Cumbrian-made sausages so good even vegetarians eat them
Last updated at 15:53, Friday, 11 July 2014
A pig farmer claims his free range sausages are so good they have been known to tempt vegetarians to change their diet.
Julius Deane, who works at Carrs Flour Mills as a wheat director, has been producing traditional Cumberland sausage from his Kirklinton farm for nearly three years.
He said they’re so tasty some vegetarian friends have started to eat them.
“A couple of vegetarians I know eat them. They haven’t converted but they eat this. It must have been the smell,” said Julius.
Linda Watson, 52, from Farlam, near Brampton, has been a vegetarian for 20 years. She was struggling with low iron levels and had been trying to eat meat but never fancied it.
She first got a sniff of Julius’s sausages at a barbecue and since then has chosen to eat them.
“They’re extremely tasty and smell fantastic. It’s nice to know where it comes from and to know about the welfare of the animal,” said Linda.
Originally from Ripon in North Yorkshire, Julius, 46, has always worked on farms and when he and wife Gill moved to Rigghead Farm near Kirklinton four years ago, he wanted to make use of the buildings and the 20 acres of land.
“It’s a bit of fun really. We’ve got the farm and we wanted to use it. I like working with the pigs and I like eating the sausages,” said Julius. At eight weeks old the saddleback piglets come from a small farm near Castle Douglas.
They have the freedom of a large indoor and outdoor space and are fed twice daily on pig nuts, soaked wheat and bread.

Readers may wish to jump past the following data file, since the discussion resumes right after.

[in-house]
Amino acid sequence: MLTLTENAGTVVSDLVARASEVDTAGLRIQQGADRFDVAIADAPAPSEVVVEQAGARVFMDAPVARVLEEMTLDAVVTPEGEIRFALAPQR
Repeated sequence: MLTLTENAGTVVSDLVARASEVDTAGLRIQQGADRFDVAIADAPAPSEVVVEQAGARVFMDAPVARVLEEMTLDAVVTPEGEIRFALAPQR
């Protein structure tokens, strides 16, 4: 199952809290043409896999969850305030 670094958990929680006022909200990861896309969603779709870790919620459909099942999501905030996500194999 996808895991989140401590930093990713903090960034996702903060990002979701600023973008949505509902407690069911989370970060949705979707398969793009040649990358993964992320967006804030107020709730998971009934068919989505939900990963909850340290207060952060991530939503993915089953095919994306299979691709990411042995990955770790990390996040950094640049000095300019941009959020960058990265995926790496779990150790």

They go to an abattoir in Lockerbie then the meat comes back to the farm where the sausages are made. Julius processes about 20 to 30 pigs each year and each pig gives him 40-45 kilos of sausage, which is the equivalent of about 14 pork joints.
They are made of 95 per cent pig meat and contain no additives, just salt and pepper, a few herbs, rusk and bread crumbs.
Julius said: “The whole lot goes in so it’s a very meaty sausage. We tried flavoured sausage and things but once you’ve got a traditional Cumberland sausage, you can’t beat it and people keep coming back for more.”
The stock is frozen and sold to friends, family, people in the area, and via Fair Food Carlisle but it’s becoming so popular, Julius is now developing a website to sell online.
First published at 14:29, Friday, 11 July 2014
Published by http://www.cumberlandnews.co.uk
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